Late 18th century natural pearl and diamond spray brooch, with four drop pearls and diamond swags, mounted in silver. Probably from the Russian Crown Jewels© A La Vieille Russie, New York

NEW YORK, NY.- A La Vieille Russie, the renowned art and antiques gallery, founded in Kiev in 1851, will be moving this Fall to a new Manhattan location designed specifically to showcase its unparalleled collection of antique jewelry, Fabergé, and Russian works of art. After 56 years at the storied corner of Fifth Avenue and 59th Street, the new and equally iconic ALVR gallery, at 745 Fifth Avenue (at 58th Street), will officially open in Fall 2017. ALVR first opened in New York in 1933, as one of Rockefeller Center’s first tenants.  

The new location will enable A La Vieille Russie to continue its 166-year-old tradition of acquiring the world’s most exquisite treasures for its loyal network of worldwide clientele – all while remaining a block away from its longtime headquarters.  

We have enjoyed our iconic 781 Fifth Avenue location for over 56 years, where we have greeted generations of clients and held groundbreaking exhibitions,” said Mark Schaffer, who along with his father, Paul, and uncle, Peter, own and operate A La Vieille Russie. “We look forward to this opportunity to present inventory in a new setting, while remaining faithful to ALVR’s tradition of unusual and important works of art – to continue to delight our loyal clientele.” 

L’image contient peut-être : bijoux

Art Deco Tutti Frutti Bracelet. ©  A La Vieille Russie, New York

Mark Schaffer is the grandson of Alexander and Ray Schaffer, who originally brought ALVR to New York from Paris and Kiev, on the heels of war and revolution. A La Vieille Russie is one of a handful of art and antiques businesses that have remained in the same family for generations, and has earned a reputation for scholarship, leadership, and integrity. The Schaffer family was instrumental in introducing the work of Russian court jeweler Carl Fabergé to American audiences, in forming major museum collections, and in contributing to the continued strong popularity of the jeweler’s work. Today, that mission continues through its flagship Manhattan store, strong exhibition schedule, and online presence at www.alvr.com.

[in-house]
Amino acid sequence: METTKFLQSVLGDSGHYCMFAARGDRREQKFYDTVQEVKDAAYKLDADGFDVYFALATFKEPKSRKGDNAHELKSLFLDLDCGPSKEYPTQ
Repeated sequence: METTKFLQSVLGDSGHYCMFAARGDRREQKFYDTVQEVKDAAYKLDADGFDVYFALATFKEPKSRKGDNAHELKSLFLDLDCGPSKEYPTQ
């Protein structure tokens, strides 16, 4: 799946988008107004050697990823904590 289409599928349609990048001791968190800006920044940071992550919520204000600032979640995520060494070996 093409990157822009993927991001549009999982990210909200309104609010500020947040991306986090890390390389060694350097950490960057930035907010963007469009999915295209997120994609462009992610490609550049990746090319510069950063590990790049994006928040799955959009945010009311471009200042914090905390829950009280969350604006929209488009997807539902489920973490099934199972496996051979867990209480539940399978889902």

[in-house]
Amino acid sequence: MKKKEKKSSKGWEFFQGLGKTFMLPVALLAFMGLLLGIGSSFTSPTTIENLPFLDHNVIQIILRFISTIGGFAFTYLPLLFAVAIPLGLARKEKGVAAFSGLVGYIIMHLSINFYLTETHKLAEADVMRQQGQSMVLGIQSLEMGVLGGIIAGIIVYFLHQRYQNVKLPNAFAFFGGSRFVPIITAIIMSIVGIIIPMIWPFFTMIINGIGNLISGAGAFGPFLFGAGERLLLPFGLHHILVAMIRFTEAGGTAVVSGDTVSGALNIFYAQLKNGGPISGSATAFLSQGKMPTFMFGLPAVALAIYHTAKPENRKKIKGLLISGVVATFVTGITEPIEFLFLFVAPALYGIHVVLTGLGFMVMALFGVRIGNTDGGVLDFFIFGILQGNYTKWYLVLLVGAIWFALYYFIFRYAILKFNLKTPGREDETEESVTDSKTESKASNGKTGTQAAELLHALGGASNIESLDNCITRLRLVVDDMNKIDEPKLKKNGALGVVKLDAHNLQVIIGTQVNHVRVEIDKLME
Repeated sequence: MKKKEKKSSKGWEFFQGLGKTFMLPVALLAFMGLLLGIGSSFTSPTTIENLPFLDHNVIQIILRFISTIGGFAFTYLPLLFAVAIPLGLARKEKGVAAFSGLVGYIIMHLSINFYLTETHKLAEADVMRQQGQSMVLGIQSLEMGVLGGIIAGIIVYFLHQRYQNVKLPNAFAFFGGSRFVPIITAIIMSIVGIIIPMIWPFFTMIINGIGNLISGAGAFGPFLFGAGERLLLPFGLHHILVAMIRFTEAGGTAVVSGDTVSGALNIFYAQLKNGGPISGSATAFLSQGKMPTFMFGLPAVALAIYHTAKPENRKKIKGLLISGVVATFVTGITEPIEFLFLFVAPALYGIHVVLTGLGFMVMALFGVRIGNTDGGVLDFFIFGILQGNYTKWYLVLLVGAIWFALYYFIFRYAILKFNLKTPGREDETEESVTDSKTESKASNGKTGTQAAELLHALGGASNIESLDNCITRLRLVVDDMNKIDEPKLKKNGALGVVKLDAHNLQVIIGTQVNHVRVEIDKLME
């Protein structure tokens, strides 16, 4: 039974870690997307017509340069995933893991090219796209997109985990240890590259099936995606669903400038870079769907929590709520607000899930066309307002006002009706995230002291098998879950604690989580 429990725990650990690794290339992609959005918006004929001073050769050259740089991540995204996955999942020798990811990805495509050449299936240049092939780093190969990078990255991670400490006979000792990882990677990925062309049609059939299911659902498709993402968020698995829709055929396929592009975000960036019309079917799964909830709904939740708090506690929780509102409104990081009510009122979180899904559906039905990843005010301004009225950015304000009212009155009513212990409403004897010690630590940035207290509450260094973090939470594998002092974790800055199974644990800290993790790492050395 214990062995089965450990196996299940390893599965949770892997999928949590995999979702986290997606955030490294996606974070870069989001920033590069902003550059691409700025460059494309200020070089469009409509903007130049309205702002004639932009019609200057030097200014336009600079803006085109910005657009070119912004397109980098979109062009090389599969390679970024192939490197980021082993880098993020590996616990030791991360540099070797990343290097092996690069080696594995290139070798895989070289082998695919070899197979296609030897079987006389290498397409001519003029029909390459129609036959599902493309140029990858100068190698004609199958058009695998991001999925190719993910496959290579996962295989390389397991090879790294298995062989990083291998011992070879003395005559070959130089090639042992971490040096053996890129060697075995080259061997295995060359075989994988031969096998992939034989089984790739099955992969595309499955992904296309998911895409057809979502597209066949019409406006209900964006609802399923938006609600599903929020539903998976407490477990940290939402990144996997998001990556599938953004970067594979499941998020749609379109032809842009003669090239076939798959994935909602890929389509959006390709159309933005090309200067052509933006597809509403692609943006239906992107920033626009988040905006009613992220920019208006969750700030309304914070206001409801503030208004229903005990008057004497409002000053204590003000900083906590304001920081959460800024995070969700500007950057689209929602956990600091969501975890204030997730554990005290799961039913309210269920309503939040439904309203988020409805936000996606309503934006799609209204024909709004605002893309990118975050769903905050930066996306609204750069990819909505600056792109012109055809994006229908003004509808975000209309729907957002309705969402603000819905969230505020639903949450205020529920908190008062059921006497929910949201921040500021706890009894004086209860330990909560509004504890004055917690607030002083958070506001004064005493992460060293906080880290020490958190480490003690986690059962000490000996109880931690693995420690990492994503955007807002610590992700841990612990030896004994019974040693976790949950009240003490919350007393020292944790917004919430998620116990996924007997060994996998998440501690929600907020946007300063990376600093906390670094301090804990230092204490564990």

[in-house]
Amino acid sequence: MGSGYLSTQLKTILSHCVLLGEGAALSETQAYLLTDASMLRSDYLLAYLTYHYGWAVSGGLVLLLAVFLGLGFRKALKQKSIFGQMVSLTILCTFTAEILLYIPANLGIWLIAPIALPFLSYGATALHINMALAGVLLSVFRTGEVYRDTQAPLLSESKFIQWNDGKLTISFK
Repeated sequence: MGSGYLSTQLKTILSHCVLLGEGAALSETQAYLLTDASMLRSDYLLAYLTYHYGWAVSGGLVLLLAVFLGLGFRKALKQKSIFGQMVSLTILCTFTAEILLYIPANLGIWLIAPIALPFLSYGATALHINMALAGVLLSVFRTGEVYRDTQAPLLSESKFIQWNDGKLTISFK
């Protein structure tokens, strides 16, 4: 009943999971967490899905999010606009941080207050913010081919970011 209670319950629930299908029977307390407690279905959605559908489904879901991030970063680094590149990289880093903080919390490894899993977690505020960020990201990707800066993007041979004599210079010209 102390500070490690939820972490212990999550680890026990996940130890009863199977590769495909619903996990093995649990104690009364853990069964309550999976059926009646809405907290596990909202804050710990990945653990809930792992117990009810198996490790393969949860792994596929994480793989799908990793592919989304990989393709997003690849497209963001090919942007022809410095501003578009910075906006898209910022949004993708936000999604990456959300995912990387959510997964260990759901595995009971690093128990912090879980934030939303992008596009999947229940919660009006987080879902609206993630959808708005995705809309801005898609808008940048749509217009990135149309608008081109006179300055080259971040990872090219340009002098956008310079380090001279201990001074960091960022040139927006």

The gallery’s inventory over the decades has included numerous personal possessions of the last Tsars, such as the intricate jeweled Imperial Easter eggs that the Romanovs presented to one another. Famous American clients have ranged from Marjorie Merriweather Post to Malcolm Forbes. Ongoing interest in the Russian Imperial family continues to foster a special fascination with the art of that era.  

To celebrate its new space, A La Vieille Russie will host a special Fabergé exhibition in New York in Spring 2018, and will continue to maintain its strong exhibition schedule in the U.S. and Europe. The gallery will showcase its antique jewelry and Fabergé in TEFAF New York Fall at the Park Avenue Armory from October 28 – November 1,, and will be a significant lender to Royal Fabergé, a major exhibition at the Sainsbury Centre for Visual Arts in Norwich, UK. The event will be held from October 14 – February 11, 2018, alongside works from the Royal Collection, loaned through the gracious permission of Her Majesty Queen Elizabeth II.


Fabergé, Basket of flowers egg, 1901. Royal Collection Trust/ © Her Majesty Queen Elizabeth II 2017

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Fabergé, Cigarette case, c. 1910. Gold gingko leaf, blue enamel and diamond. © A La Vieille Russie, New York


Fabergé, Caesar, c. 1908. © A La Vieille Russie, New York


Carl Fabergé, Queen Alexandra’s Dormouse, c. 1910 - Royal Collection Trust / © Her Majesty Queen Elizabeth II 2017


Fabergé, Golden quartz sculpture of a lion with elaborately carved mane, and with ruby eye, St. Petersburg, ca. 1900 © A La Vieille Russie, New York